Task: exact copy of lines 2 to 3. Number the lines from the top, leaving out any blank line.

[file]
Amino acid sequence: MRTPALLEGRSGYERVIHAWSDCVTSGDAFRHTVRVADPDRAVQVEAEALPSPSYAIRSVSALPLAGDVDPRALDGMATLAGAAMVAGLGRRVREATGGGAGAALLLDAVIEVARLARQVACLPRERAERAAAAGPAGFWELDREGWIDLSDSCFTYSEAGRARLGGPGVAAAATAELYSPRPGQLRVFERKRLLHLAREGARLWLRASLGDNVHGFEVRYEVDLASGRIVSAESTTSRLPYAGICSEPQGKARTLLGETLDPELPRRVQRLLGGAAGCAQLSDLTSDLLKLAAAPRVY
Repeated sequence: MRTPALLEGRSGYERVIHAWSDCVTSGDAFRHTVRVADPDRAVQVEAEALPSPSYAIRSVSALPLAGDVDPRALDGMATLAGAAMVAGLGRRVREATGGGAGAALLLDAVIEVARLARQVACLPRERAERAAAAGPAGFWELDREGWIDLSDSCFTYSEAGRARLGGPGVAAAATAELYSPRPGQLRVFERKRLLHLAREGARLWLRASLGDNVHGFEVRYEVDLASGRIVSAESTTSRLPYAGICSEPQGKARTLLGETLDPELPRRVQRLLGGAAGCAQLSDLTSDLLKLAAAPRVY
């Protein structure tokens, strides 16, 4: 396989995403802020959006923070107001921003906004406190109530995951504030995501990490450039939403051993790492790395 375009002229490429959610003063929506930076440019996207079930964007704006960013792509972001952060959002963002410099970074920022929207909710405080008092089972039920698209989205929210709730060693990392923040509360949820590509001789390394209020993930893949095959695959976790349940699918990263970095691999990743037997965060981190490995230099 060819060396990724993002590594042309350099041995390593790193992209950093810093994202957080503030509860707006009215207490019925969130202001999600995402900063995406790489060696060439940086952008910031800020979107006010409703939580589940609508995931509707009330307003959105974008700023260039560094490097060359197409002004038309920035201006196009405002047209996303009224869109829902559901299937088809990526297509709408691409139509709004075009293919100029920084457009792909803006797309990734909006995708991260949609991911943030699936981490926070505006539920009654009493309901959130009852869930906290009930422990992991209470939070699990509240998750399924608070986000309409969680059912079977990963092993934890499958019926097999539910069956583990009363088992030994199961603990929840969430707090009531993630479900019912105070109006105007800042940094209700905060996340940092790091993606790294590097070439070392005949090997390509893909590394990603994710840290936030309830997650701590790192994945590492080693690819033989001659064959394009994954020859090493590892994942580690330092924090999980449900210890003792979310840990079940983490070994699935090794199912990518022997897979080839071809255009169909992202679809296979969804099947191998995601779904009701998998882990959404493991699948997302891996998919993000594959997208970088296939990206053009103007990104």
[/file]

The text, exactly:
Repeated sequence: MRTPALLEGRSGYERVIHAWSDCVTSGDAFRHTVRVADPDRAVQVEAEALPSPSYAIRSVSALPLAGDVDPRALDGMATLAGAAMVAGLGRRVREATGGGAGAALLLDAVIEVARLARQVACLPRERAERAAAAGPAGFWELDREGWIDLSDSCFTYSEAGRARLGGPGVAAAATAELYSPRPGQLRVFERKRLLHLAREGARLWLRASLGDNVHGFEVRYEVDLASGRIVSAESTTSRLPYAGICSEPQGKARTLLGETLDPELPRRVQRLLGGAAGCAQLSDLTSDLLKLAAAPRVY
């Protein structure tokens, strides 16, 4: 396989995403802020959006923070107001921003906004406190109530995951504030995501990490450039939403051993790492790395 375009002229490429959610003063929506930076440019996207079930964007704006960013792509972001952060959002963002410099970074920022929207909710405080008092089972039920698209989205929210709730060693990392923040509360949820590509001789390394209020993930893949095959695959976790349940699918990263970095691999990743037997965060981190490995230099 060819060396990724993002590594042309350099041995390593790193992209950093810093994202957080503030509860707006009215207490019925969130202001999600995402900063995406790489060696060439940086952008910031800020979107006010409703939580589940609508995931509707009330307003959105974008700023260039560094490097060359197409002004038309920035201006196009405002047209996303009224869109829902559901299937088809990526297509709408691409139509709004075009293919100029920084457009792909803006797309990734909006995708991260949609991911943030699936981490926070505006539920009654009493309901959130009852869930906290009930422990992991209470939070699990509240998750399924608070986000309409969680059912079977990963092993934890499958019926097999539910069956583990009363088992030994199961603990929840969430707090009531993630479900019912105070109006105007800042940094209700905060996340940092790091993606790294590097070439070392005949090997390509893909590394990603994710840290936030309830997650701590790192994945590492080693690819033989001659064959394009994954020859090493590892994942580690330092924090999980449900210890003792979310840990079940983490070994699935090794199912990518022997897979080839071809255009169909992202679809296979969804099947191998995601779904009701998998882990959404493991699948997302891996998919993000594959997208970088296939990206053009103007990104």